Solution Summary: Lead Safety and Compliance Program
Workers who perform abrasive blasting, welding or torch cutting, painting, demolition, lead abatement work, plumbing work or electrical work have the potential to be exposed to hazardous levels of lead. Exposure can cause a variety of health problems. In adults, lead can cause memory loss, headache, irritability, cognitive dysfunction, kidney damage, joint pain, birth defects, digestive issues, high blood pressure, and other cardiovascular effects. The International Agency for Research on Cancer (IARC) has described inorganic lead compounds as “probably carcinogenic to humans,” (WHO, 2006). Lead enters the body by breathing it in or swallowing it. A small amount of lead may also enter the body through the skin, especially if it is damaged.
It is estimated that about 838,000 construction workers in the United States come into contact with lead on the job (OSHA, 2017). Research indicates that children living in these households have blood lead levels about three times as high as children in the general population (Roscoe et al, 1999). This is most likely due to workers unintentionally bringing lead dust home on their clothing. Although lead is hazardous to people of all ages, it is especially dangerous to children and women who are or may become pregnant. Lead’s neurological effects are most pronounced in children under 6, who absorb 4-5 times more lead than adults (WHO, 2017). Lead exposure in pregnant women has also been associated with miscarriage, stillbirth, and mental retardation.
The Occupational Safety and Health Administration (OSHA) permissible exposure limit (PEL) for lead requires that exposures be kept under 50 µg/m3 as an 8-hour time-weighted average (TWA). The OSHA Action Level (AL) of 30 µg/m3 TWA also triggers monitoring, training, and medical surveillance requirements. Medical surveillance includes testing your blood for lead, which is the only way to see if you've been exposed to lead recently. It is important to note that OSHA has recognized that lead-related health problems can arise even when exposures are kept below the legal limits.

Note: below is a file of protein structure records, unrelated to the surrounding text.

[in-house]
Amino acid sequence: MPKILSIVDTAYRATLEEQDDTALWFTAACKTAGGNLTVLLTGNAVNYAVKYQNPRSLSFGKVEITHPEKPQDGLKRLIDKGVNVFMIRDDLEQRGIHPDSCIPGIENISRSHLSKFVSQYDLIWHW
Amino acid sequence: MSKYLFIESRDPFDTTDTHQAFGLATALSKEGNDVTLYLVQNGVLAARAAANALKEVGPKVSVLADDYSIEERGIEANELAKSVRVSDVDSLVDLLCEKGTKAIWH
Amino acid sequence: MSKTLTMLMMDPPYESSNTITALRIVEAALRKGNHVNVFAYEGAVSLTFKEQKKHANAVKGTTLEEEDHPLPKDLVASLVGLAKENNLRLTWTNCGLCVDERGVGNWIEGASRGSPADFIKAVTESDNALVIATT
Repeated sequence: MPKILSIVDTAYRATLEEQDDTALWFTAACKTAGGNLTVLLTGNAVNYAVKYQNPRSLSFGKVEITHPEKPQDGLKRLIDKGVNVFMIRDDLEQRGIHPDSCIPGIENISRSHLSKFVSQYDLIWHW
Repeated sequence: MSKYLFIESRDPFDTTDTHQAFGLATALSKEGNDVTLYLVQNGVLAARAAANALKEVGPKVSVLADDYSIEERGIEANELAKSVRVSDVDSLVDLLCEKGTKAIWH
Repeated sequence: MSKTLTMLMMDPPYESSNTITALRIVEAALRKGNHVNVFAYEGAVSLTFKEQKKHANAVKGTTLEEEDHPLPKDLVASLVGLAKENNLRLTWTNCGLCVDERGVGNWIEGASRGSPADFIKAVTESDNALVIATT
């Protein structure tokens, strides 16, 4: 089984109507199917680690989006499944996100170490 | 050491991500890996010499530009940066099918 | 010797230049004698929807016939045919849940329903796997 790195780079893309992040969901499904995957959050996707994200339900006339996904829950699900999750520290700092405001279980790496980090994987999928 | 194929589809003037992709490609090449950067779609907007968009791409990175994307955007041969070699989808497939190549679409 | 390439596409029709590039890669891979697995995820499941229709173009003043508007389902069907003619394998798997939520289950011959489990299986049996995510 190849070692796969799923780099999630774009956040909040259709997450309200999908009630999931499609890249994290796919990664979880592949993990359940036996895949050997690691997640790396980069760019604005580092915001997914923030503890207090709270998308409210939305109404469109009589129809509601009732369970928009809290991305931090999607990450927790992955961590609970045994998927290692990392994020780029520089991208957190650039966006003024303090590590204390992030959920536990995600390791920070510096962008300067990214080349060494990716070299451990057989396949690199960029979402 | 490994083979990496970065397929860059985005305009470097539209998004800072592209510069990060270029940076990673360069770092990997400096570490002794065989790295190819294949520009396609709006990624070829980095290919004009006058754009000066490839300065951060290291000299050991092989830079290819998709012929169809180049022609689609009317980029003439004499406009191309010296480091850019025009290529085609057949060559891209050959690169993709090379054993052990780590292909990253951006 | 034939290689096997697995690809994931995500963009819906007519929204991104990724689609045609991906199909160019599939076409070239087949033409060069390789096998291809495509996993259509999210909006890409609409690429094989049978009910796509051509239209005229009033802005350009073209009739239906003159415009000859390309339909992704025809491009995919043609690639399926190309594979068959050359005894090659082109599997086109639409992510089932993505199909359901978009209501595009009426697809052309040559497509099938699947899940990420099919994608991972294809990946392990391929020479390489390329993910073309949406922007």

In addition to other requirements, OSHA’s lead standard requires that workplaces where there is a potential for overexposure institute a lead safety and compliance program. This program is an effective administrative control that documents the process of protecting workers’ health.
A written lead safety and compliance program must be designed with the goal of keeping lead exposures below the OSHA PEL of 50 μg/m3 by using engineering and work practice controls. The program must contain the following elements at a minimum:
- Detailed information on each lead-emitting operation.
- A description of how compliance will be achieved.
- Technology that will be employed to achieve compliance.
- Exposure measurements for each lead-emitting operation.
- An implementation schedule.
- Information on available personal protective equipment (PPE), housekeeping practices, and hygiene facilities.
- A description of any other administrative controls.
- Any other information that may be relevant to preventing lead exposures in the workplace.
These written programs must be available on demand and updated at least every six months, or whenever anything in the work environment changes. More detailed information is available in section 1910.1025(e)(3) of the OSHA standard for lead in construction: https://www.osha.gov/laws-regs/regulations/standardnumber/1910/1910.1025.
Working in demolition, bridge renovation, residential remodeling, or any other area where paint is scraped, sprayed, sanded, or blasted, raises the risk of being exposed to lead. Performing hot work such as welding, brazing, soldering, or thermal cutting on surfaces that may have been coated in lead paint can release large quantities of lead fumes. Lead can also be present in solder, mortar, tank linings, batteries, and glazes. If you are not sure if the substance you are working with contains lead, consult the Safety Data Sheet (SDS). However, it is important to keep in mind that SDS are not always 100% accurate, and may not exist when performing remodeling or demolition work. The best way to tell if lead is present is to have paint chips analyzed by an accredited lab.